New COS/FUV LP3
DISPTAB and LAMPTAB Delivered
The wavelength calibration of the FUV detector changes with the central wavelength setting and lifetime position at which spectra are obtained mainly due to the repositioning of the grating focus mechanism to maintain spectral resolution. For each lifetime position, a new DISPTAB file is required by CalCOS with updated dispersion solutions at each cenwave due to the new focus offset. Beginning with LP3, a new LAMPTAB file has also been created with the wavelength calibration lamp spectra taken at the new focus positions.
On 09 Apr, 2018, DISPTAB 24914346l_disp.fits and LAMPTAB 24914347l_lamp.fits were delivered for use at LP3. The DISPTAB includes updated linear coefficients for the G130M settings: 1291, 1300, 1309, 1318, 1327 and G160M settings: 1577, 1589, 1600, 1611, 1623. No updates have been made at this point to the G140L dispersion solutions. Users interested in COS FUV G130M or G160M data obtained between 09 Feb, 2015 and 02 Oct, 2017 are encouraged to re-retrieve their data from the Hubble Space Telescope Archive, hosted by MAST, at http://archive.stsci.edu/hst/ to ensure they have the highest quality data available.
The new lifetime-dependent LAMPTAB was created in an effort to further improve the wavelength solution when used in the COS calibration pipeline, CalCOS, resulting in a more accurate spectrum shift. The LP3 LAMPTAB was created using data from PID 14856. Since the lamp templates define the reference frames for the dispersion solutions, the new DISPTAB and LAMPTAB must be used together.
Details about the dispersion solution techniques can be found in the May 2016 STAN for LP1 and the November 2016 STAN for LP2. Unlike for LP1 and LP2, there were not enough archival data to derive solutions at LP3, so we needed to craft a special calibration program. In the LP2 analysis, we found the K2Ve star ε Eri yielded excellent results and it was chosen to derive the calibrations for G130M/FUVA and G160M modes. However, because its Lyman Alpha emission line is too bright for the detector limits, we chose a different target for G130M/FUVB, AzV75, which is also used in the yearly wavelength monitoring program.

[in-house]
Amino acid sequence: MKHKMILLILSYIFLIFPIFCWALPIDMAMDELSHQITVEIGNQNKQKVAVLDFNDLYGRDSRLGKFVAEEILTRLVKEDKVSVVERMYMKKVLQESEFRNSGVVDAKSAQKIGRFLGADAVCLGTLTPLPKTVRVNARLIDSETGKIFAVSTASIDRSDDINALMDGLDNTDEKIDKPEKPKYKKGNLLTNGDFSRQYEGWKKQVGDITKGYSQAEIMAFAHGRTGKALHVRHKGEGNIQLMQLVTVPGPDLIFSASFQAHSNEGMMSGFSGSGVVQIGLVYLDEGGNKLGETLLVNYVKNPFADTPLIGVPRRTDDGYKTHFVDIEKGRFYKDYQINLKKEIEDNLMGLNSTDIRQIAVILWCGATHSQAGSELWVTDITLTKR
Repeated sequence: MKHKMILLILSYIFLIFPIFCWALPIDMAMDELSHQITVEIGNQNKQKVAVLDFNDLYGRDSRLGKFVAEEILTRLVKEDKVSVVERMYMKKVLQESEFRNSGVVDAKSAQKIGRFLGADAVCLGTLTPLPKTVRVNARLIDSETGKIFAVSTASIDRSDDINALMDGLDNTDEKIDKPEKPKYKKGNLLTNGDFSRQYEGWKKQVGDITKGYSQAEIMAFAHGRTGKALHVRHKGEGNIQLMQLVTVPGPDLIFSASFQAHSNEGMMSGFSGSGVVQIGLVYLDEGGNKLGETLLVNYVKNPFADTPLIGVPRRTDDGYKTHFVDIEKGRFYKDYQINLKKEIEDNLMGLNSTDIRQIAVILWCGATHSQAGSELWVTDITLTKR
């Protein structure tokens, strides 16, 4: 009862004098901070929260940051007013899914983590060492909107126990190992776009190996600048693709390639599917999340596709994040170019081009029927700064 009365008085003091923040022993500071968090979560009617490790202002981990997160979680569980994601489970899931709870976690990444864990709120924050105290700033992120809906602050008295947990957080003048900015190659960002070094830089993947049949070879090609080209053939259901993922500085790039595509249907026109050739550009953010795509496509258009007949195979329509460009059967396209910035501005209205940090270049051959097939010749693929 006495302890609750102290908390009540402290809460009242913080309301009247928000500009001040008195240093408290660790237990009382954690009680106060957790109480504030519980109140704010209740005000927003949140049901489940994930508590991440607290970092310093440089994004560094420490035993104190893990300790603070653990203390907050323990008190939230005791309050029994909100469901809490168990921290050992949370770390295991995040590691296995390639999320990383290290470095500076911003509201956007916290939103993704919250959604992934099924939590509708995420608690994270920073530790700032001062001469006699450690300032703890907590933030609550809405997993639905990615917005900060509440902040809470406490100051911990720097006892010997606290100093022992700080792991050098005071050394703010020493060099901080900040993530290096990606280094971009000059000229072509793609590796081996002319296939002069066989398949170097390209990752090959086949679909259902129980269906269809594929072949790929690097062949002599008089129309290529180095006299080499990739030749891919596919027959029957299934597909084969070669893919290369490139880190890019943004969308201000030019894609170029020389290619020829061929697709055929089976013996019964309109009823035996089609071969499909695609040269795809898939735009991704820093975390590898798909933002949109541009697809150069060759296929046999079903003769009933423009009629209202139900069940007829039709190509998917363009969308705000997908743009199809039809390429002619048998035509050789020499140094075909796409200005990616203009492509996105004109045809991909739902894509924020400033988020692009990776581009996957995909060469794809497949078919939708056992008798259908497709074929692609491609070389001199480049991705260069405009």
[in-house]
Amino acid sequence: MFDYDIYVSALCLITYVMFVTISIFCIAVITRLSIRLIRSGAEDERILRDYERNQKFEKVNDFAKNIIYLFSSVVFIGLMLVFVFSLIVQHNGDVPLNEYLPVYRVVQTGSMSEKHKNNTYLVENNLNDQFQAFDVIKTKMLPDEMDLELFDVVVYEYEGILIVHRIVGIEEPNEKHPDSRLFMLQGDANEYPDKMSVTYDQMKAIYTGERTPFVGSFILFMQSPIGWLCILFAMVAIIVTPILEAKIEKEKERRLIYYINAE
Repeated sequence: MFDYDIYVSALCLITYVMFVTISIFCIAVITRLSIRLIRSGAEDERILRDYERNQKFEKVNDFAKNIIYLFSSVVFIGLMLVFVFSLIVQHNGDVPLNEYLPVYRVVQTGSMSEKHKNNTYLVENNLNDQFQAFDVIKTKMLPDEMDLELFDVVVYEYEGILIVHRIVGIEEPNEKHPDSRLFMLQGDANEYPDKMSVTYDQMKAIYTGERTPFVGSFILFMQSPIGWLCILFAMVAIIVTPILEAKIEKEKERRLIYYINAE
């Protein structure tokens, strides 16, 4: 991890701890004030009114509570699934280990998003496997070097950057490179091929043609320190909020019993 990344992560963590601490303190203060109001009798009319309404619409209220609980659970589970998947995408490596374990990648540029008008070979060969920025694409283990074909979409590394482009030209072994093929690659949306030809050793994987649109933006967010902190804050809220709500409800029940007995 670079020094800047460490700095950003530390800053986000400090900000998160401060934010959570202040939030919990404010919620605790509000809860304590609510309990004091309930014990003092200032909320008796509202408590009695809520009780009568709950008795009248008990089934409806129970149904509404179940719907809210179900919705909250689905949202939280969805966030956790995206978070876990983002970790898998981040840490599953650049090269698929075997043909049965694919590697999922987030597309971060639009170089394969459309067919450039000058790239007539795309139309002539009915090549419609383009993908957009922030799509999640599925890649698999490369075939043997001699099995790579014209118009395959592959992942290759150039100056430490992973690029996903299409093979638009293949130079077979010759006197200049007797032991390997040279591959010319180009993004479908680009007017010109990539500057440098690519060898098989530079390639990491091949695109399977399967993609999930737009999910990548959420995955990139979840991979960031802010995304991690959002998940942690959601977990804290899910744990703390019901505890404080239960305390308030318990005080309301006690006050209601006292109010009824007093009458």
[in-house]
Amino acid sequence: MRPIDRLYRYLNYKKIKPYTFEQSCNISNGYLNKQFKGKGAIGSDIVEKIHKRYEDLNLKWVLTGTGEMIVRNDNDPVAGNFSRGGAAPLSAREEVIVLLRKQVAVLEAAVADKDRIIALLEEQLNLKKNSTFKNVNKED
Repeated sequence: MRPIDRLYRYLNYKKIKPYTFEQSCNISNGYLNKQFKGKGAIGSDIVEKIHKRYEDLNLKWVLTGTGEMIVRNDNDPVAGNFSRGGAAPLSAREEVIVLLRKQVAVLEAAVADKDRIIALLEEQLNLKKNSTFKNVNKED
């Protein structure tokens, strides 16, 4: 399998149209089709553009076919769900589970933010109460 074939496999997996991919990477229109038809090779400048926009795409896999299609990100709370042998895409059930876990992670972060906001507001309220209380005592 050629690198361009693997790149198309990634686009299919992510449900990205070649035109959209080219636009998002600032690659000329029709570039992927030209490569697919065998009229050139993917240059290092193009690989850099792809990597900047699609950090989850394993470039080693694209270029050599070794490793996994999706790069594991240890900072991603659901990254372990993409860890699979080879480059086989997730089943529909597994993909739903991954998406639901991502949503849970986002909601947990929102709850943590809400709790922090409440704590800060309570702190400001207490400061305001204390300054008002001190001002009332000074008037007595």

For the LP3 DISPTAB, the methodology for deriving the solutions was the same as we used at LP2. The linear dispersion coefficients are based on the COS ray-trace models, as well as the COS absolute focus values, scaled to match dispersion coefficients by cross-correlating COS and STIS. Figure 1 shows the dispersion values by focus position for all lifetime positions 1 through 3. As with LP1 and LP2, diagnostic before and after plots for all of the G130M and G160M COS-to-STIS comparisons are available here, showing the overall uncertainties now fall between +/- 3 pixels (1 sigma). All cenwaves show improvements in both the zero points and residual slopes. A change in the zero point due to the creation of a new LAMPTAB at LP3 also required updating the "D" column for the G140L/1105/1280 and G130M/1222 PSA and BOA modes, based on the difference in the LAMPTABs from LP1 to LP3 zero points. The D column and D_TV03 columns for the new G130M and G160M solutions were absorbed into the new zero points. These column values are set to 0 where the linear dispersions were updated. For all updated modes, the BOA values were copied from the PSA. G130M/1055/1096, G140L/1230 values were copied from xaa18189l_disp.fits because no new LAMPTAB or DISPTAB data was observed for these modes.
Figure 1: Dispersion coefficients for G130M (top) and G160M (bottom) standard cenwaves as a function of grating focus position for LP1, LP2, and LP3. Filled circles are values from the COS/STIS dispersion solutions for each cenwave, dashed lines are the aligned ray-trace models used in creating the DISPTABs.